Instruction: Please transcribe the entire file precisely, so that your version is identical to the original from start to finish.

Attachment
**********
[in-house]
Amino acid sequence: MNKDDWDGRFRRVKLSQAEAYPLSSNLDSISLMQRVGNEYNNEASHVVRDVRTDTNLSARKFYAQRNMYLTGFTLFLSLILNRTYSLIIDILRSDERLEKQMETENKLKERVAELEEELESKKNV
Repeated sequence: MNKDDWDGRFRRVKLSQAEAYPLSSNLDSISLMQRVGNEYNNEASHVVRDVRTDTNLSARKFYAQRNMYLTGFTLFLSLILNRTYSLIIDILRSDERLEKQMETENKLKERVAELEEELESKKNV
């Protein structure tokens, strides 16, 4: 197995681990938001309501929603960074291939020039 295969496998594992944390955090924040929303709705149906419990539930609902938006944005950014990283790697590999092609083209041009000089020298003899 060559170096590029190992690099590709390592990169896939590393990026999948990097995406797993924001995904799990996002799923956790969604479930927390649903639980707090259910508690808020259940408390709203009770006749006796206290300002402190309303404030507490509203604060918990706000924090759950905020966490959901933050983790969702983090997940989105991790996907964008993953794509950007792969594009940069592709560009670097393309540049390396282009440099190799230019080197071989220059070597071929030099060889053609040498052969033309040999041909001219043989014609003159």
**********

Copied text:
[in-house]
Amino acid sequence: MNKDDWDGRFRRVKLSQAEAYPLSSNLDSISLMQRVGNEYNNEASHVVRDVRTDTNLSARKFYAQRNMYLTGFTLFLSLILNRTYSLIIDILRSDERLEKQMETENKLKERVAELEEELESKKNV
Repeated sequence: MNKDDWDGRFRRVKLSQAEAYPLSSNLDSISLMQRVGNEYNNEASHVVRDVRTDTNLSARKFYAQRNMYLTGFTLFLSLILNRTYSLIIDILRSDERLEKQMETENKLKERVAELEEELESKKNV
């Protein structure tokens, strides 16, 4: 197995681990938001309501929603960074291939020039 295969496998594992944390955090924040929303709705149906419990539930609902938006944005950014990283790697590999092609083209041009000089020298003899 060559170096590029190992690099590709390592990169896939590393990026999948990097995406797993924001995904799990996002799923956790969604479930927390649903639980707090259910508690808020259940408390709203009770006749006796206290300002402190309303404030507490509203604060918990706000924090759950905020966490959901933050983790969702983090997940989105991790996907964008993953794509950007792969594009940069592709560009670097393309540049390396282009440099190799230019080197071989220059070597071929030099060889053609040498052969033309040999041909001219043989014609003159």